by: Jonathan Salem Baskin

News that Showtime is following HBO's lead and planning to show its programming for free in Sheraton hotels got me thinking about how hotels are the perfect places for sampling.

It's not as simple as putting new stuff in front of travelers, though; in fact, that would be a really bad idea, at least with business travelers. And it's definitely not smart to muck up anybody's hotel visit with lots of brand names and the associated detritus of marketing.

But sampling doesn't get the credit it deserves in our Age of Digital Everything.

Some brand gurus would prefer to orchestrate a virtual bar of soap in a make-believe MMORPG in which an avatar could trigger a simulation of lather...rather than put a sliver of the real stuff into the hands of real people. Ditto on cars, clothes, and just about anything else getting branded these days. 

Consumers are demanding clarity and honesty in every phase of the purchase chronology, so they'd far prefer some tangible truth about a product than even the most witty, invented simulacra. Reality trumps virtual reality.

So there's a great opportunity here to do something like HBO and Showtime, only better, faster, and more often.

I’d imagine any marketers discussing it would contemplate the following:

  • Match products to traveler segments: Put kid-friendly products in family resorts, business services for business travelers, etc. The Showtime feed is pretty generic across segments, so imagine instead, say, scanners that read entertainment receipts for use in business hotel rooms (not just those impossible to find business centers), or a stain-removing stick in family rooms
  • Match them to needs: The sampling would need to facilitate existing behaviors, not attempt to teach or promote new ones, so as to not be intrusive or overly-commercial. What products would a particular segment need or otherwise use even if they weren't provided? Visitors can be expected to want to watch TV at some point, for instance. That's why it's such an easy step to put it in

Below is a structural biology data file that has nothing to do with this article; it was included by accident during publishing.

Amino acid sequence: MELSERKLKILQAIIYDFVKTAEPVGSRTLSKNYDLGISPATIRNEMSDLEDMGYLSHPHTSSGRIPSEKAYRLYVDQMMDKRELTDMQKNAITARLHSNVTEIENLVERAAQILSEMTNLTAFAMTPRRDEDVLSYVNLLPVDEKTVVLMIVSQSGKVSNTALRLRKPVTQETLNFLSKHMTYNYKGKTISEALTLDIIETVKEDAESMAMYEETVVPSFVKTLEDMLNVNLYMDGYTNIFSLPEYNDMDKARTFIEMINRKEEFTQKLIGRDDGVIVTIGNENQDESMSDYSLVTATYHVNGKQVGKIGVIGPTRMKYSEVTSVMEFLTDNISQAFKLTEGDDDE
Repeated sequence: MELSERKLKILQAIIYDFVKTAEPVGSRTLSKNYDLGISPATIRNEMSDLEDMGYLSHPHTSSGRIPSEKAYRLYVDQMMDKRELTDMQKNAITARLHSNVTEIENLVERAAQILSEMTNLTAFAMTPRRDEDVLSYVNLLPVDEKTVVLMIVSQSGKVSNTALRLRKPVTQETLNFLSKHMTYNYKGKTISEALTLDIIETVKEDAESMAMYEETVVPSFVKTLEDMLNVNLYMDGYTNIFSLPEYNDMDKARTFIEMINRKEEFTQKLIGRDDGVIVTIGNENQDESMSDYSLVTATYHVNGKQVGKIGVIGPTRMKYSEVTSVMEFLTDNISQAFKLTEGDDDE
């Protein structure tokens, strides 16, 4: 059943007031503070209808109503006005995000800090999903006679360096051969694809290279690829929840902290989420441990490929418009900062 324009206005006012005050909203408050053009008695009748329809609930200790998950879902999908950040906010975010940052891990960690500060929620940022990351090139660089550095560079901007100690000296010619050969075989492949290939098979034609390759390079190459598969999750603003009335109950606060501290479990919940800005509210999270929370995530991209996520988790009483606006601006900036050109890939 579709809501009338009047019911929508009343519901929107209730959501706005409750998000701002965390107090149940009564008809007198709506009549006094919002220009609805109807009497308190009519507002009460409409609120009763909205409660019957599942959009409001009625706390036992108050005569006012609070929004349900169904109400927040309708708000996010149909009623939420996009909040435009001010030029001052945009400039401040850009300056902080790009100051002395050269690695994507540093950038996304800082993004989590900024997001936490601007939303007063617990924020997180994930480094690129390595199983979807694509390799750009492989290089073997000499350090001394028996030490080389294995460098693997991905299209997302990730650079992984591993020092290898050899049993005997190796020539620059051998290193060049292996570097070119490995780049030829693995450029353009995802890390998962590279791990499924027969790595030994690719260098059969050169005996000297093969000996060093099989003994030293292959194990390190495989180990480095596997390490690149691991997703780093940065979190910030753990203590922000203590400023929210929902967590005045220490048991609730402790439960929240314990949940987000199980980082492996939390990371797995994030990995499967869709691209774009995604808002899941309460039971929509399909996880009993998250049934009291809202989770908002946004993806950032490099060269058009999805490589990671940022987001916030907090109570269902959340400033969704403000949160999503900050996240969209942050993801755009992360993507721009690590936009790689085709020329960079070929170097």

• Create special versions to facilitate adoption: I'm not sure I fully understand Showtime giving visitors access to its various series, as dropping into one without knowledge of the story-to-date doesn't seem like such a smart selling opportunity (though it will host a special preview for "The Tudors," it isn't a special program for guests after that). So maybe the product or service has something unique for the hotel visitor (how it's made, why it's relevant, where it could be used, etc.)
  • Provide obvious next steps: I have never understood why there aren't two bars of fancy soap in the bathroom when I check in, with one labeled expressly for taking home. Couldn't Showtime’s programming offer some incentive to subscribe immediately (or soon after checkout)? 
  • Invent add-on programs: If I can get a catalog of products in the backseat of my airplane flight, why don't hotels compile and offer selections of items, again targeted at specific segments?

Hotels could monetize such activities in any number of ways. Charge suppliers for gaining access to their visitors. Take a percentage of all subsequent subscriptions and/or sales, or get a cut from products sold from one of its catalogs (again, catalogs of relevant merchandise, not endless pages of hotel logo-branded hats, towels, and other nonsense).

You could probably extend such a brainstorm to similar junction points -- when people are stuck doing something they normally do, but doing it in a different place -- like air traveler frequent flyer clubs, maybe even to rental car facilities (if only they could first figure out how to stop inscribing new books of the Bible by hand before giving customers their rental car keys). 

It makes a lot more branding sense than coming up with a funny ad, doesn't it?

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